A detector can be a mechanical, chemical, or electrical device that measures the change of a variable in its environment. In Atomic Absorption Spectroscopy, the amount of radiation that passes through a sample is measured and quantitatively described by transmittance. As light passes through a sample, power is attenuated as it is absorbed by the analyte in the sample. Transmittance, T, is the ratio of the source radiation’s power exiting the sample, P, to the source radiation’s power entering the sample, P0.
Transmittance can also be described as a percent, %T, when T is multiplied by 100. A large percent transmittance (approaching 100%) is characterized as a low analyte absorbance, whereas, a low percent transmittance (approaching 0%) characterizes a high analyte absorbance.
Absorbance, A, can also be used to describe the attenuation of electromagnetic radiation as it passes through a sample. Absorbance is a more common unit of measurement for AAS because of its linearity to analyte concentration with respect to Beer’s Law.
A photodiode is a photoelectric transducer that produces an electric signal, or current, I, which results from absorption of photons. Photodiodes consist of a reverse-biased pn junction in order to convert radiant power reaching the transducer, to a proportional current.
The pn junction consists of two types of semi-conductor material, p-type and n-type. Both p-type and n-type materials contain silicon crystal, which is a well-known, commonly used semiconductor. In a silicon crystal, each silicon atom is bonded to its neighboring atom by four electrons, forming covalent bonds.
To differentiate the p-type material from the n-type material, the silicon crystal is altered in a process called doping. During the doping process, impure atoms are introduced to the semiconductor silicon crystal. The p-type region is doped with boron atoms, which only have three valence electrons. This causes formations of “electron holes” in the silicon lattice of the p-type material. The n-type region is doped with phosphorus atoms, which have an extra valence electron, for a total of five valence electrons. This results in an extra electron free from the covalent bonds in the silicon lattice. These mobile free electrons in the n-type material diffuse to the electron holes in the p-type material, making the atom with a newly filled hole positively charged. Also, the mobile electron holes diffuse to the electrons in the n-type material, making the atom negatively charged. This formation of negatively and positively charged ions creates a region absent of mobile charge carriers known as the depletion region. The depletion region contains a potential difference that, once large enough, prevents any further diffusion of charge carriers. This results in the depletion region’s conductance being reduced to nearly zero. When radiation is applied across the diode, holes and electrons are formed in the depletion region which are swept through the device to produce a current that is proportional to the radiant power.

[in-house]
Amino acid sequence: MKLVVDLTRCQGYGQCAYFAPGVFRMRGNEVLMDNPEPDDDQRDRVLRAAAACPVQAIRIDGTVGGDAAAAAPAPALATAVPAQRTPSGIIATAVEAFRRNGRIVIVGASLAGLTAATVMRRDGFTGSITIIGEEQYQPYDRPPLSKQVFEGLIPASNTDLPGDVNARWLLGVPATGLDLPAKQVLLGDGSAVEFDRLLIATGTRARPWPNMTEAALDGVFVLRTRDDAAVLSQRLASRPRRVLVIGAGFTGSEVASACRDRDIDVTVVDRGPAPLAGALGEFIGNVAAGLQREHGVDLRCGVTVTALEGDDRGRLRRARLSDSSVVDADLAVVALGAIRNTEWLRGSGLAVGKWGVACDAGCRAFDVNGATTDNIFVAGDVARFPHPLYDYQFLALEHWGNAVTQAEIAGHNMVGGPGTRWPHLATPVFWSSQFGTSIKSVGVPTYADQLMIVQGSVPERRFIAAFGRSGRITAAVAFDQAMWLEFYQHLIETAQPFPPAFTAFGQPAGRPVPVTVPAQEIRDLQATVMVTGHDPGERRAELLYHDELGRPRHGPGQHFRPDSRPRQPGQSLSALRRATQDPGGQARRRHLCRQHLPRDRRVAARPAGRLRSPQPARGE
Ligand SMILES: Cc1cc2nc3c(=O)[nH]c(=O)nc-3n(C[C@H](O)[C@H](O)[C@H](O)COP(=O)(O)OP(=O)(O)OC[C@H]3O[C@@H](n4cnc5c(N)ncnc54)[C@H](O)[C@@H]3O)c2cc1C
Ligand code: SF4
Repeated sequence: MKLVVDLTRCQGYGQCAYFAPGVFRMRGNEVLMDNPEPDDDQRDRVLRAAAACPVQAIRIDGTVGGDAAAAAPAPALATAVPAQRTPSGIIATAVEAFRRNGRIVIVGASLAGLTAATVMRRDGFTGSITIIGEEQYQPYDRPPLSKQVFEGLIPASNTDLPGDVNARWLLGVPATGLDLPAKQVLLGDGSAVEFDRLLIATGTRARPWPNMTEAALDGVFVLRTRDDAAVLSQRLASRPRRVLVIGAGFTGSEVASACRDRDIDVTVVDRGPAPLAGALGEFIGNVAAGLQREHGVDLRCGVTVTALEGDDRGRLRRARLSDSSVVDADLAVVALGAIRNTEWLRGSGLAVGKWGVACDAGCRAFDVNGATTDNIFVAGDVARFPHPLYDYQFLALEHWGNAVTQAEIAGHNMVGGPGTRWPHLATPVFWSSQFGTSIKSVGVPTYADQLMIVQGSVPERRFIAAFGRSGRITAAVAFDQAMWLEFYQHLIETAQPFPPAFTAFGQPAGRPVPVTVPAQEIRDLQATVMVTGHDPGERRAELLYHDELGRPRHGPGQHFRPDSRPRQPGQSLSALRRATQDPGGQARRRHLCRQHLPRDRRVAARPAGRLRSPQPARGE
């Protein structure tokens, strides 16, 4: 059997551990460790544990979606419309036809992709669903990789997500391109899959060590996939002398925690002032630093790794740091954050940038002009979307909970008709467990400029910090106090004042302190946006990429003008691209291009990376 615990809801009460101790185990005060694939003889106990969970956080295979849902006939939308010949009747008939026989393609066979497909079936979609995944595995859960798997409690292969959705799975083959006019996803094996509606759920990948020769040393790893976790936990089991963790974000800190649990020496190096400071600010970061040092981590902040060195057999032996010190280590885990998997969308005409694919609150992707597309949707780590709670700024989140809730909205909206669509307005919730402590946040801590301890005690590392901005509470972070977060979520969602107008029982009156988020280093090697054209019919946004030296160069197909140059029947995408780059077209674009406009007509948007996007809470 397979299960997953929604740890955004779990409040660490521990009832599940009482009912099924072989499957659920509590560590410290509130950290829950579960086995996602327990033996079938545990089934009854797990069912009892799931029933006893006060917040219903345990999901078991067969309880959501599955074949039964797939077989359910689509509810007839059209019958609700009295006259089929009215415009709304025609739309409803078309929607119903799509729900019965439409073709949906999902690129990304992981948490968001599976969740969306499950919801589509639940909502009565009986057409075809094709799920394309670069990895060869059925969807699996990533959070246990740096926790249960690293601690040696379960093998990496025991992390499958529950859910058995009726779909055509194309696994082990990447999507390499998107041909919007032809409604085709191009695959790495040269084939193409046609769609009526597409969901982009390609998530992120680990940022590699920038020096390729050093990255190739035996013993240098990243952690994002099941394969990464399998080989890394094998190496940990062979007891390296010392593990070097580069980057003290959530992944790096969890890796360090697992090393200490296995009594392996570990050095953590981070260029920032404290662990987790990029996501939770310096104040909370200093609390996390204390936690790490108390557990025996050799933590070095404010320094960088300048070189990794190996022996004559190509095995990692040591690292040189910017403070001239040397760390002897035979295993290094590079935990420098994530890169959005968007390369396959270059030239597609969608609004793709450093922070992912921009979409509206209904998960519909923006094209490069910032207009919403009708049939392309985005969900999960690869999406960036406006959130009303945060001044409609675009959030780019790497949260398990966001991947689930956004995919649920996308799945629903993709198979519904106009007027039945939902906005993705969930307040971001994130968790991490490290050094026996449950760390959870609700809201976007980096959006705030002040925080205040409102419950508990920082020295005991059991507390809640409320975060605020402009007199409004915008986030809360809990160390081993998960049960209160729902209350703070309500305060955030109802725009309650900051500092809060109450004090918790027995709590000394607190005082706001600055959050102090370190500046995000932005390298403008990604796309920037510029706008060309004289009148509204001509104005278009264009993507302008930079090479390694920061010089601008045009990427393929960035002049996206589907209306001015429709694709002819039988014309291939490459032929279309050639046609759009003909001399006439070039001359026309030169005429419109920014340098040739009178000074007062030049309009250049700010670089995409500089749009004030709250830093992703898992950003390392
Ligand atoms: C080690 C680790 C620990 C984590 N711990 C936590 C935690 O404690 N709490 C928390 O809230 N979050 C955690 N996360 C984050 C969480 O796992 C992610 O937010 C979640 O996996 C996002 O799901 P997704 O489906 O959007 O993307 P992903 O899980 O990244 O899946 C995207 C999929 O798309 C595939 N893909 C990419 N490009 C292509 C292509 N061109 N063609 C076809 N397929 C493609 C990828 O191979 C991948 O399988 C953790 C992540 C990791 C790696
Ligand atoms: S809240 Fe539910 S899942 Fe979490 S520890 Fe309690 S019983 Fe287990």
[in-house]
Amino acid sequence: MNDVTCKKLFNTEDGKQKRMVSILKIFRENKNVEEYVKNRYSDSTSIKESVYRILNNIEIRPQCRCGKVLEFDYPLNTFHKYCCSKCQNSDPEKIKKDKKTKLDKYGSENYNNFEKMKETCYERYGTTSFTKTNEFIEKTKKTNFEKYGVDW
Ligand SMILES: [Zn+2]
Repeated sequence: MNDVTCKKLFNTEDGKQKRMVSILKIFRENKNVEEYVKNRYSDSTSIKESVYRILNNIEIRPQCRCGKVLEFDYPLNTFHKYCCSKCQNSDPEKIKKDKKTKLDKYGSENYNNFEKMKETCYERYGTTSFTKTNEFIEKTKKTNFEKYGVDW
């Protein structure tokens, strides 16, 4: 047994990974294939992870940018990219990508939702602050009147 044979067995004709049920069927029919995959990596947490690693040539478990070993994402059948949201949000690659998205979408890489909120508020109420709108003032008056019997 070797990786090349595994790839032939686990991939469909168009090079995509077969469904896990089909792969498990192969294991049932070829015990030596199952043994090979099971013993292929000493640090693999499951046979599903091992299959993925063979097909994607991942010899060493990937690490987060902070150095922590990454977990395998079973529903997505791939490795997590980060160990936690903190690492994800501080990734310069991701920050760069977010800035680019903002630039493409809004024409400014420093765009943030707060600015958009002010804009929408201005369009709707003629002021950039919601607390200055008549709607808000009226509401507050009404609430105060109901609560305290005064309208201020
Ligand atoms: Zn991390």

Photodiodes require very low voltage and can easily be used in portable, battery powered instruments. Photodiodes are less sensitive than photomultiplier tubes, and have a spectral range from about 190nm to 1100nm.
In a Photodiode Array (PDA), there are individual photosensitive elements called photodiodes (explained under photodiode). The individual photodiodes are part of a much larger integrated circuit on a larger silicon chip than a single photodiode. PDAs are one-dimensional transducers where the photosensitive elements are arranged side by side on the transducer face.
A photomultipier tube (PMT) is used for the measurement of low radiant power. The schematic of a PMT is similar to that of a traditional phototube. In a traditional phototube there are two electrodes, an anode and a cathode. When voltage is applied to the electrodes, the photons hit the cathode and generate electrons. The electrons flow to the anode. The anode generates a photocurrent that can be measured. A diagram of a traditional phototube is shown to the right.
A PMT, however, contains additional electrodes called dynodes. There are nine dynodes in all, and each dynode is more positibe than the previous dynode. This starts with dynode D1 which is ~90V more positive than the cathode. Because of the increasing positive charge, the electrons are accelerated towards the dynodes. After passing through all nine dynodes, 106 – 107 electrons have been formed for each photon. The electrons gather at the anode where they are collected in the form of a current. This current is then converted to a voltage and measured.One limitation of PMTs is the power of the radiation source. If the source is too intense, the light causes irreversible damage to the photoelectric surface. For this reason, PMTs are limited to taking measurements of low power radiation sources. To avoid damage by harsh radiation, PMTs are stored in a light-tight compartment.The major sensitivity limitation associated with PMTs are thermal dark currents, which result in background noise. Dark currents usually result from thermal emission. To reduce thermal emission, one could cool the transducer to ~-30 degrees Celsius. This can be achieved by circulating a coolant around the PMT. With the proper set-up and care, PMTs can be used to detect individual photons at the cathode.